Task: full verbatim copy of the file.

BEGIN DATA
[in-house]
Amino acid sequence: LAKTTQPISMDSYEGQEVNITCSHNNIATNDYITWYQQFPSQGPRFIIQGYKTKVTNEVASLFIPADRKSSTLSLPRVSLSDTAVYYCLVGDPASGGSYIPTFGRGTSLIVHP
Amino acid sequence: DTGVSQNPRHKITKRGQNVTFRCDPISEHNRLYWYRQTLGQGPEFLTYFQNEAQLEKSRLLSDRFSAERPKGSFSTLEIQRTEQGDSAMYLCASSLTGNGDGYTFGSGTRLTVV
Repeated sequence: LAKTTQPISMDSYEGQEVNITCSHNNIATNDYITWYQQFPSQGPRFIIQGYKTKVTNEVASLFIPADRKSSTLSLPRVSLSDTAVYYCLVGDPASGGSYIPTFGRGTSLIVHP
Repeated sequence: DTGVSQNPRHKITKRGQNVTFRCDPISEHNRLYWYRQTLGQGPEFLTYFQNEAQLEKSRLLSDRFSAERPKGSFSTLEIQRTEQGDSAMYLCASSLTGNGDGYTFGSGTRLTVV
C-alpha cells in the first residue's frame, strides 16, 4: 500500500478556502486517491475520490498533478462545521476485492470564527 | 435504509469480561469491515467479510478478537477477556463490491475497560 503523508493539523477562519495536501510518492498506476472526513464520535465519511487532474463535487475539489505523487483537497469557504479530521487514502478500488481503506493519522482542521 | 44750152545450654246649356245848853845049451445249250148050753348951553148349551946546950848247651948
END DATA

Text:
[in-house]
Amino acid sequence: LAKTTQPISMDSYEGQEVNITCSHNNIATNDYITWYQQFPSQGPRFIIQGYKTKVTNEVASLFIPADRKSSTLSLPRVSLSDTAVYYCLVGDPASGGSYIPTFGRGTSLIVHP
Amino acid sequence: DTGVSQNPRHKITKRGQNVTFRCDPISEHNRLYWYRQTLGQGPEFLTYFQNEAQLEKSRLLSDRFSAERPKGSFSTLEIQRTEQGDSAMYLCASSLTGNGDGYTFGSGTRLTVV
Repeated sequence: LAKTTQPISMDSYEGQEVNITCSHNNIATNDYITWYQQFPSQGPRFIIQGYKTKVTNEVASLFIPADRKSSTLSLPRVSLSDTAVYYCLVGDPASGGSYIPTFGRGTSLIVHP
Repeated sequence: DTGVSQNPRHKITKRGQNVTFRCDPISEHNRLYWYRQTLGQGPEFLTYFQNEAQLEKSRLLSDRFSAERPKGSFSTLEIQRTEQGDSAMYLCASSLTGNGDGYTFGSGTRLTVV
C-alpha cells in the first residue's frame, strides 16, 4: 500500500478556502486517491475520490498533478462545521476485492470564527 | 435504509469480561469491515467479510478478537477477556463490491475497560 503523508493539523477562519495536501510518492498506476472526513464520535465519511487532474463535487475539489505523487483537497469557504479530521487514502478500488481503506493519522482542521 | 44750152545450654246649356245848853845049451445249250148050753348951553148349551946546950848247651948